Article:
My ardor was only increased when I considered filing a counterclaim under the Strategic Lawsuit Against Public Participation (SLAPP) law. Simply put, California law, like that of many other states, protects public comment by permitting a SLAPP motion to attack a complaint or other pleading on the grounds that it improperly seeks to inhibit public discussion of important issues by casting them as defamatory or otherwise actionable. SLAPP was originally created to protect citizens protesting public issues from being suppressed by deep-pocketed entities (e.g., developers suing those opposing wetlands development for interfering with contracts, or election committees suing citizens claiming that a candidate was corrupt for defamation). To date, the doctrine has grown like kudzu in California and now covers a host of claims, many arguably well beyond what the drafters intended. However, the California SLAPP statute would clearly apply here, where the allegedly defamatory tweets were mocking the CEO of a media conglomerate about the way it was cutting costs at local papers countrywide.

Its attraction is simple: The loser pays attorney fees. (How delicious—volunteering to do good and then ending up getting paid for it!) Under state law, a SLAPP counterclaim freezes the pleadings in place and requires the claimant to prevail by proving a prima facie case based on those pleadings. It becomes a summary judgment based on the initial pleadings.

Unfortunately, further research cooled my exuberance. Federal courts had agreed that state SLAPP statutes created substantive rights that could be enforced in federal court. However, the parts of the statutes that froze the pleadings, and precluded the SLAPP-ed party from amending or dismissing, were deemed procedural and, hence, not binding on the federal courts. So the plaintiff could dismiss in the face of a SLAPP motion.

In addition, our status as attorneys for a Doe defendant complicated matters. Although less clear than the SLAPP decisions, the research into leave to proceed under fictitious name suggested that, while we could appear for a Doe defendant and move to quash the subpoena without being required to reveal UnSteve’s identity, filing a SLAPP claim—that is, seeking affirmative relief—would require, at a minimum, seeking leave to appear on behalf of a fictitious party. There was a strong possibility that the court would deem us to have waived Doe’s right to anonymity by seeking such affirmative relief. I called the court clerk and learned that merely appearing for a “Doe” would be permitted, because the plaintiff had sued him as such, and/but that the “court would deal with that at the first hearing.” This wasn’t a ringing endorsement, and it added to my concerns about a SLAPP claim.

Time pressure also helped. It was by now Thursday evening and our papers were due the following Wednesday, so we concluded that the SLAPP claim would be a “follow-on,” preceded by appropriate motions for leave to file without waiving UnSteve’s identity. That question resolved, I dug in for the finish line. (It’s amazing how deciding to drop work that you should have always known was too much to accomplish by your deadline nevertheless produces a lifting of spirits.)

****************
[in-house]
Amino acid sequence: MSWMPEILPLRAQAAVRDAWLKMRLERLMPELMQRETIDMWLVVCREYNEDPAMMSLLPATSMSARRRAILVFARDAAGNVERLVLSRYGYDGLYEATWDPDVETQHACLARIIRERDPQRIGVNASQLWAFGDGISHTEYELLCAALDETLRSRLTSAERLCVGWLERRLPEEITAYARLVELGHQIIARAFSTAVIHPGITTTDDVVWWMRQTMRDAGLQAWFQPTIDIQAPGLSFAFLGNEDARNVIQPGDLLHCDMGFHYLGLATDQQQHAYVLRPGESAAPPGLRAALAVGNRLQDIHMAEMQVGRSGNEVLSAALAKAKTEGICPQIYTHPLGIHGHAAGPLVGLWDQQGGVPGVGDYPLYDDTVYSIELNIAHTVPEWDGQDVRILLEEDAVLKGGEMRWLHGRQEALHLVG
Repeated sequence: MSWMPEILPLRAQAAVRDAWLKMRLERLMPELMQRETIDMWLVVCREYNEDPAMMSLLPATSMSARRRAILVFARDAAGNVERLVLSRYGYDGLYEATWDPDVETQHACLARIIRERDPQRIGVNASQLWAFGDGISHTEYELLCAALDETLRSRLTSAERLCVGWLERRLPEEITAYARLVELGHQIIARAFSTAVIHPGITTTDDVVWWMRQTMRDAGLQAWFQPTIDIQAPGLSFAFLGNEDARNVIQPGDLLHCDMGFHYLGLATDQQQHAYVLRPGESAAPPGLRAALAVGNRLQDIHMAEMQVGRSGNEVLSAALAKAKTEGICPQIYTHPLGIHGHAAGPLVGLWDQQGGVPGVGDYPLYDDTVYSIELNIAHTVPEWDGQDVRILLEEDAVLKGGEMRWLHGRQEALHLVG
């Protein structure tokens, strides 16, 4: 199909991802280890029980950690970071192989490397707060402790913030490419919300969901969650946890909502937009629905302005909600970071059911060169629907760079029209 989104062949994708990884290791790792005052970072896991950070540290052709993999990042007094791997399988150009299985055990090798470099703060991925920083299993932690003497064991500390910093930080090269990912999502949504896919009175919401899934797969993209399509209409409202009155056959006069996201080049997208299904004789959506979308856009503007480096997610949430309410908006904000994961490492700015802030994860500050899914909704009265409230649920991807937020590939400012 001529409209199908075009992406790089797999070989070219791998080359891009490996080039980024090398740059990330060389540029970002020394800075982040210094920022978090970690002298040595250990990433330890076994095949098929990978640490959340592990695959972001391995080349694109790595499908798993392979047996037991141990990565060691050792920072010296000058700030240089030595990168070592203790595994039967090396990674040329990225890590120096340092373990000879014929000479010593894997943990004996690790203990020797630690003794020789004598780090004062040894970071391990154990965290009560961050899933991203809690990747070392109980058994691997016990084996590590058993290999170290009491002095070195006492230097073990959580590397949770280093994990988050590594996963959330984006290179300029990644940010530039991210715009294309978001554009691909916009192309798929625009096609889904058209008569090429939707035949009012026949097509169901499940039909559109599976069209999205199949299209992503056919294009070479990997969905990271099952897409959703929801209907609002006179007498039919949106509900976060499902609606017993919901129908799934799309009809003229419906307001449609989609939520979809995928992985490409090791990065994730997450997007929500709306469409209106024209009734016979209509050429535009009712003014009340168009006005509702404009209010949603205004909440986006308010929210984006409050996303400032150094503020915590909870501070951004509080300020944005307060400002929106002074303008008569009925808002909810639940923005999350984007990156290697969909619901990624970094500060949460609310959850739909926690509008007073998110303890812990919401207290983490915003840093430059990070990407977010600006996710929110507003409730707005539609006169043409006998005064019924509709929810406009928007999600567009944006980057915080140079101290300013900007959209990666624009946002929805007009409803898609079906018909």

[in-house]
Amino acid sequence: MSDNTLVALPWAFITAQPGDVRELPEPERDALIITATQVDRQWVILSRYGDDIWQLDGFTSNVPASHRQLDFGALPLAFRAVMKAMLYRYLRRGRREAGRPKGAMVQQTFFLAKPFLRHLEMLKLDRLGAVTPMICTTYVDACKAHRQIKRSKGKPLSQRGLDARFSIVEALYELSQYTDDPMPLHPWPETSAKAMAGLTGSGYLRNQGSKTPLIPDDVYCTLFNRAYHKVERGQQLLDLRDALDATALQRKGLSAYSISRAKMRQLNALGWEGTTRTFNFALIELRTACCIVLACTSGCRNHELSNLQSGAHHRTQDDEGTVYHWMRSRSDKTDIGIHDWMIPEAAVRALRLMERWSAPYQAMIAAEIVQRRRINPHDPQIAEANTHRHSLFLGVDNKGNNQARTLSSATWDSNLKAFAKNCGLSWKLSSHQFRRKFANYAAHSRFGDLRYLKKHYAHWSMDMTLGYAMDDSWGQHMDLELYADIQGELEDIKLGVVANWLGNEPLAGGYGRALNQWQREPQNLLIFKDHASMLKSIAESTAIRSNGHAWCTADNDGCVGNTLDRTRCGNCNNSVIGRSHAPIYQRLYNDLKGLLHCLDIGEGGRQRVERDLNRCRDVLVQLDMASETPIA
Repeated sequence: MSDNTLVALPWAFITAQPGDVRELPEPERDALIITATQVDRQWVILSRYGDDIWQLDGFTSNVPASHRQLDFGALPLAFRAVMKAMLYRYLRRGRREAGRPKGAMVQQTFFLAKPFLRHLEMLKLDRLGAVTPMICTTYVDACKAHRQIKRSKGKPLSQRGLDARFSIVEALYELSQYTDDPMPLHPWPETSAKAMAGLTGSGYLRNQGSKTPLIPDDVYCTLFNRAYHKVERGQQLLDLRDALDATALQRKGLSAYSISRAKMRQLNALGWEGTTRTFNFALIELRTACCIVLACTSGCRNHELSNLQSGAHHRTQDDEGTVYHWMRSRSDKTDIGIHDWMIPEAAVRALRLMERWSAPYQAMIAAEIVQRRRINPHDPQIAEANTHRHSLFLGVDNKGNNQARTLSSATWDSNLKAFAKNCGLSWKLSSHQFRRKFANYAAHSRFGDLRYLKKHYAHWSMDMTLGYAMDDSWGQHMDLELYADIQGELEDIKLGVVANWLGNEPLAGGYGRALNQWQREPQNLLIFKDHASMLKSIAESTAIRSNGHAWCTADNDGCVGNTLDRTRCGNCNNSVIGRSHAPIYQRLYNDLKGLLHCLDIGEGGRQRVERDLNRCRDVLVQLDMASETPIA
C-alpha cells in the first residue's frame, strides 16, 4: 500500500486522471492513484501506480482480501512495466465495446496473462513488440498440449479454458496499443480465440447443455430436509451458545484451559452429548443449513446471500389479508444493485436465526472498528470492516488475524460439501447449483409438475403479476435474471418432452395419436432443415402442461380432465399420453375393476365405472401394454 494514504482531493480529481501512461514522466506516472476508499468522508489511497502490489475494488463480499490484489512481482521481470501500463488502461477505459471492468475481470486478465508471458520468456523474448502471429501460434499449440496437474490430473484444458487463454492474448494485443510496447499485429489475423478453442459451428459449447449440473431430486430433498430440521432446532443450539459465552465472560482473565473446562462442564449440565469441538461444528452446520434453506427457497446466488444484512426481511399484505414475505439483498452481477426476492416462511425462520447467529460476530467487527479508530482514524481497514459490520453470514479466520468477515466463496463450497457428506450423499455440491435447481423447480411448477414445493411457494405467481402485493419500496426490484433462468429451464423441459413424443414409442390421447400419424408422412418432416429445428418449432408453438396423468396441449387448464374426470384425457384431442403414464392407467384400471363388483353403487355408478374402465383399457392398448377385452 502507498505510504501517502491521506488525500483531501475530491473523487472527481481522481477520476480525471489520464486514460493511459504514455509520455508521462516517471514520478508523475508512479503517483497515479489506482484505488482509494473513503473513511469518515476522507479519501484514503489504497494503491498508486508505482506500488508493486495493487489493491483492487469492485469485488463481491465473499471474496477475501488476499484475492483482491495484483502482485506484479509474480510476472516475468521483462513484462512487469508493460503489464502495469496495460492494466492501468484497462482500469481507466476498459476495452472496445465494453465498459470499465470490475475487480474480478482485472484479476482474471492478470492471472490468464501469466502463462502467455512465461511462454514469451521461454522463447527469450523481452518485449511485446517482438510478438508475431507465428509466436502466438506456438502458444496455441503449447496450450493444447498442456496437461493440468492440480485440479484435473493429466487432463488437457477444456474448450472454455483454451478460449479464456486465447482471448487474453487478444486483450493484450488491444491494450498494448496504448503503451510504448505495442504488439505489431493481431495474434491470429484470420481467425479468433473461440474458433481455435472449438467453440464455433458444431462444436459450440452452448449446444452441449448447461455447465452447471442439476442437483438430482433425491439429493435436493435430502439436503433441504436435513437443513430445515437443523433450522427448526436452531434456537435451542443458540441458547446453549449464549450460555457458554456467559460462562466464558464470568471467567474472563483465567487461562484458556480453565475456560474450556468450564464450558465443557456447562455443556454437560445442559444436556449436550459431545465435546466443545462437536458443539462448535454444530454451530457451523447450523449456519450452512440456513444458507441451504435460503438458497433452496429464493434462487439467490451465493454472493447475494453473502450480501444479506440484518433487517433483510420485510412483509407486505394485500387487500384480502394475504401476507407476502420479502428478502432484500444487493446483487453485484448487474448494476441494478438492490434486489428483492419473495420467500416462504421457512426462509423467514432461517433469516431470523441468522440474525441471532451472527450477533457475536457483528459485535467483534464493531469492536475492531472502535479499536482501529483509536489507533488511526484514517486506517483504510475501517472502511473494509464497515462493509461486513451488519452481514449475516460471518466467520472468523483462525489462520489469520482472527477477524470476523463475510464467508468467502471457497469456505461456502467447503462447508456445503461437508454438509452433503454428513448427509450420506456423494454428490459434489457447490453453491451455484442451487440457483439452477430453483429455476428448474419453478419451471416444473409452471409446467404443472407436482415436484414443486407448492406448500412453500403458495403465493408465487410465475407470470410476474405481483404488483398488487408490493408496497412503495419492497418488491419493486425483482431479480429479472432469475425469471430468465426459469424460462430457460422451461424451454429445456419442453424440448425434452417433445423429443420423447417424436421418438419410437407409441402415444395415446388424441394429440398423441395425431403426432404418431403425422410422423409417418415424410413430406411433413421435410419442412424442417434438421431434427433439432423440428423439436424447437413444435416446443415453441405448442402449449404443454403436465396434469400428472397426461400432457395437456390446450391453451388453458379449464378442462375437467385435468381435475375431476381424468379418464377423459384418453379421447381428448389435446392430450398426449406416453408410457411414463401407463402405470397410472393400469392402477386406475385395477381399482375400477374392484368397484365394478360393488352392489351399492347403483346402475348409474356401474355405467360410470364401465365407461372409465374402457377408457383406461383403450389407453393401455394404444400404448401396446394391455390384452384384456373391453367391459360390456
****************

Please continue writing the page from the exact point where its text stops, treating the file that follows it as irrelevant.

We had agreed that, even though UnSteve had announced to the twitterverse that he had counsel, he would not disclose my identity immediately. On Monday, July 30, however, I sent Twitter’s legal department a letter announcing the incoming motion to quash and requesting that they make sure that the left hand did not produce while the right hand was opening the mail. I almost immediately received a letter stating that Twitter would make sure not to produce anything inadvertently and asking when I intended to file. I replied that, due to being a Pacer subscriber, I could file as late as Wednesday evening, so they should make sure not to produce on Wednesday.

As it happened, I finished Tuesday and filed that afternoon. I expected that Northcliffe would defend its claim either by offering to amend and pleading some of the tweets it objected to or by simply filing declarations with their content. So I was ready for the circus to continue, at least long enough to decide whether or not we were going to file the SLAPP motion and related papers.

Client: Comfort in Words

When Frank’s draft brief landed in my inbox, I finally felt like I had something substantial with which to slap down Northcliffe’s heavy-handed attempts to ‘out’ me. Northcliffe’s pages and pages of legal submission and allegations—preposterous though they were—still felt alarming and sickening to a legal ingénue such as me. To see the clear, ordered words on our submission staring back at me was a real comfort. I avidly read the details, page after page, and a confidence came over me that we were fighting fire with fire. “File it,” I told Frank, the kind of dramatic phrase I am probably only ever going to be able to use once in my life!